This may be the million-dollar question sales VPs, biopharma CEO’s, commercial officers and even analysts ask today. A field force is expensive and must generate a return on the dollars invested in them, return that comes from the customers we connect with choosing our therapies. Having served on the customer-facing front lines of this industry the past 18 years, I know the answer — our customers are many, many different people and positions.
A point not lost on this writer; while we might derive comfort from clearly defining the customer we must connect with to influence our business, doing so in any way still presents a noteworthy chasm between manufacturer and patient, the ultimate customer to our entire industry. Nonetheless we necessarily prioritize our focus on those influencing and deciding therapeutic options and priorities.
In a health system where doctors, nurse practitioners, nurses and pharmacists are employees reporting to others, the definition of “customer” broadens substantially. Now the clinic manager, pharmacy manager, director of operations, clinic administrator, section chief, department chair, or medical director may be more of a customer to us than the rank-and-file physician. In the “private practice” days of yore, the doctor was the ultimate decision-maker. Today, the doctor is rarely that authority. Administrative and leadership positions have direct and specific interests clinically, financially and operationally. As a consequence, they are perhaps the most important customers with whom we should connect.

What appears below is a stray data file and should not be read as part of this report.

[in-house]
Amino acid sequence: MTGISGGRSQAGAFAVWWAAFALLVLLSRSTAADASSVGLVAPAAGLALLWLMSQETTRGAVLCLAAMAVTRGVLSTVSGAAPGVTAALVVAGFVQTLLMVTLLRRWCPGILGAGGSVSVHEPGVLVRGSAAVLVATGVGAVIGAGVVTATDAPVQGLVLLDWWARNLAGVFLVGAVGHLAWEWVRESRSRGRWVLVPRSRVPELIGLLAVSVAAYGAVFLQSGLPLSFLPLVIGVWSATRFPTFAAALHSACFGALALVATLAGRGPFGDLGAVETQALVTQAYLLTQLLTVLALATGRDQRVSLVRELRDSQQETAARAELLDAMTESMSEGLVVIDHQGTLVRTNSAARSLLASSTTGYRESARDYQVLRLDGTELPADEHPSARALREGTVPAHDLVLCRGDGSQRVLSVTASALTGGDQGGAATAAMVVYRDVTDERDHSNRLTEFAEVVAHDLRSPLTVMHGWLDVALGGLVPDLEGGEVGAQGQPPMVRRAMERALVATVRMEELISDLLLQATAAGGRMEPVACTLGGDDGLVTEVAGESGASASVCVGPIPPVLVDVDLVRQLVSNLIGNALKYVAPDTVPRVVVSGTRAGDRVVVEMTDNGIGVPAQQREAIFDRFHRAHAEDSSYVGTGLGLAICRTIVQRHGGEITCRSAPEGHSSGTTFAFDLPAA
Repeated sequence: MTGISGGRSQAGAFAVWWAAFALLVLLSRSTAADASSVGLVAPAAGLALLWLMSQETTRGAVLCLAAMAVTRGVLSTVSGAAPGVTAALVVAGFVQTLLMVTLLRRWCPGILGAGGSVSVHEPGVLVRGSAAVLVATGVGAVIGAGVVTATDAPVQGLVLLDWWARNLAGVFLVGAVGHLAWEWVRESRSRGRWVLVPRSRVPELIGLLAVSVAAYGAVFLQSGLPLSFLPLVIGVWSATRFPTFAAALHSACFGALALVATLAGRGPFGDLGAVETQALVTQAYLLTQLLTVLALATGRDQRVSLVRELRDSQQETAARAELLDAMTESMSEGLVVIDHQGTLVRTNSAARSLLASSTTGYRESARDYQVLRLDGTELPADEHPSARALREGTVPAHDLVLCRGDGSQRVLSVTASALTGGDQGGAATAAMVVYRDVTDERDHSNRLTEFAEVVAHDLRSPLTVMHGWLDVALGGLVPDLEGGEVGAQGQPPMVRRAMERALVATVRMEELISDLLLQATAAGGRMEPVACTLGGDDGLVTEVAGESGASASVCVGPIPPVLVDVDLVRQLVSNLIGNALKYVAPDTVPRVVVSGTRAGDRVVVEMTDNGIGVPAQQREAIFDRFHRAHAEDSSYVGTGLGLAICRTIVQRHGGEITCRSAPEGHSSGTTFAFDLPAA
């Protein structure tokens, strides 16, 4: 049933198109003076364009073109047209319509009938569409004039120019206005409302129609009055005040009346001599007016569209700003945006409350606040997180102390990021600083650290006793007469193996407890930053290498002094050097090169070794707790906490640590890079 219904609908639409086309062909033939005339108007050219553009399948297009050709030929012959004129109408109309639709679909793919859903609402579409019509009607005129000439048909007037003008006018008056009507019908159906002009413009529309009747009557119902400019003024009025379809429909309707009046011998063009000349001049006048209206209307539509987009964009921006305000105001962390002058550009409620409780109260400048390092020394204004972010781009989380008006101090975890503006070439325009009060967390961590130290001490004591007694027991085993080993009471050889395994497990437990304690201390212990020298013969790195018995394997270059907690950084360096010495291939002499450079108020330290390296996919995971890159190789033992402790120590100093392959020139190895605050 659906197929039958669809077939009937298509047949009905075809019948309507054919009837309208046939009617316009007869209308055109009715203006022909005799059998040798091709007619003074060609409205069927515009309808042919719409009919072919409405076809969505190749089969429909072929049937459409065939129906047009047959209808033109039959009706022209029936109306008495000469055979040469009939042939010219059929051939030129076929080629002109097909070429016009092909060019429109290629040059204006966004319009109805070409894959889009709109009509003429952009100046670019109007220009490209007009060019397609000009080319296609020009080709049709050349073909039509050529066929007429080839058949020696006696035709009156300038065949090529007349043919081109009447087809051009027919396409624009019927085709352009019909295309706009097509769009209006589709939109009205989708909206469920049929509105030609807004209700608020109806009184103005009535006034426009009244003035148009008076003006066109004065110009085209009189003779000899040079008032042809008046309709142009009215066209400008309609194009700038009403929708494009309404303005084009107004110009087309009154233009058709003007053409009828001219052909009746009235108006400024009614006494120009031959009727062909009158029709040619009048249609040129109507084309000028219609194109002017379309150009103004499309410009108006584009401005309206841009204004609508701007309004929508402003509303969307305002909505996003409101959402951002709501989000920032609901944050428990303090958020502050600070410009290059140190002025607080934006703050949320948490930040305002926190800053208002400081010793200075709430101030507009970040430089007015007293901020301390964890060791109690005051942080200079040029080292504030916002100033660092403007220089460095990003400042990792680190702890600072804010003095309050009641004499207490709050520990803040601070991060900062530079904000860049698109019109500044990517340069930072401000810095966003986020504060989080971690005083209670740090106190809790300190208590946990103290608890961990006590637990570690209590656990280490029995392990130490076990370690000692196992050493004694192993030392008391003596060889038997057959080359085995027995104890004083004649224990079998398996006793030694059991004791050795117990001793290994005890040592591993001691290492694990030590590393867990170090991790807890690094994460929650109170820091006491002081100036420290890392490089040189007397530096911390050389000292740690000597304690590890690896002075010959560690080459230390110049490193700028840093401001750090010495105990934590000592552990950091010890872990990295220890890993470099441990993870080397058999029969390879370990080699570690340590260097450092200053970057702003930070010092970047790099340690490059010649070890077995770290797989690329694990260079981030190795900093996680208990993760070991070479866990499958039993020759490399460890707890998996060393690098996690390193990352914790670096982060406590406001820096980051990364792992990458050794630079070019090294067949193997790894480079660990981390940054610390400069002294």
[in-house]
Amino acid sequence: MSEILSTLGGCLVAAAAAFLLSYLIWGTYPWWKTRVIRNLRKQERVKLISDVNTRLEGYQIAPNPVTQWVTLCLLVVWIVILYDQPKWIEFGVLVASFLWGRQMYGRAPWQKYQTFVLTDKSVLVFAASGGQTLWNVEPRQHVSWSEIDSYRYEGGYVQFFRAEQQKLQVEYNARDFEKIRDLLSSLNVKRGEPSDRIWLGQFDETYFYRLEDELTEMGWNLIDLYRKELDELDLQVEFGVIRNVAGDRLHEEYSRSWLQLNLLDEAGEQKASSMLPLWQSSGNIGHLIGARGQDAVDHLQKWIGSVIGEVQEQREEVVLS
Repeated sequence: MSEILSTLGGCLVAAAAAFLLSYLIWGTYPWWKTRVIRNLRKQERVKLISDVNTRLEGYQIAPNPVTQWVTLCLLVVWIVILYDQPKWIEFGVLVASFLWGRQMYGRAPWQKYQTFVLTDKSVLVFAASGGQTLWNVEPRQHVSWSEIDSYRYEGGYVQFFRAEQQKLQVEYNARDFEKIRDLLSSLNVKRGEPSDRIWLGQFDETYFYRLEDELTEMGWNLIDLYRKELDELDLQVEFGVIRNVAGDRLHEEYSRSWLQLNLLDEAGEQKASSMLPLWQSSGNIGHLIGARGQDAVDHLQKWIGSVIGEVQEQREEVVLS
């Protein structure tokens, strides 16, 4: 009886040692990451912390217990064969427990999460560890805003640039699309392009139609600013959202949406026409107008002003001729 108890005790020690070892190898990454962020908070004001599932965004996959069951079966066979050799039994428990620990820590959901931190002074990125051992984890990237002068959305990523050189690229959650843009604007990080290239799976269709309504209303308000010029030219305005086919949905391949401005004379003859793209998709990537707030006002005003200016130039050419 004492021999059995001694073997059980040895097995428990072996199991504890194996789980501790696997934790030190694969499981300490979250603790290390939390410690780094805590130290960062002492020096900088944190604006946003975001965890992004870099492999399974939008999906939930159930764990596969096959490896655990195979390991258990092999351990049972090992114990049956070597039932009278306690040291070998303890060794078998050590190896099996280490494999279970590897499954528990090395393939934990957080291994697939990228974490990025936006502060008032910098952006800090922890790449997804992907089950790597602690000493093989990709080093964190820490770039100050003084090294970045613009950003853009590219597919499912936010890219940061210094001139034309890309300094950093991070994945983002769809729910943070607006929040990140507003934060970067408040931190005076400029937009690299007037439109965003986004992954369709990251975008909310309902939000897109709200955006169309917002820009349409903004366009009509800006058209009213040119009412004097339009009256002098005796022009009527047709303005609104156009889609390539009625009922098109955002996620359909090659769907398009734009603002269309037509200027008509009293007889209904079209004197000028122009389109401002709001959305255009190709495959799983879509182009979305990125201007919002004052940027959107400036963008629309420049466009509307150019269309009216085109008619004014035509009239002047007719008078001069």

Is it really helpful to necessitate pharmaceutical representatives meet with 7, 8 or 10 doctors per day? And can we provide her genuine value not readily available anywhere else? Or are we, and our customers, better served by connecting with the leaders in the health systems employing so many health care providers today? Learn much more on who to connect with and how to provide them genuine value in The Doctor Won’t See You Now, available on Amazon.
Your comments are welcome and encouraged. Thank you for reading. Scott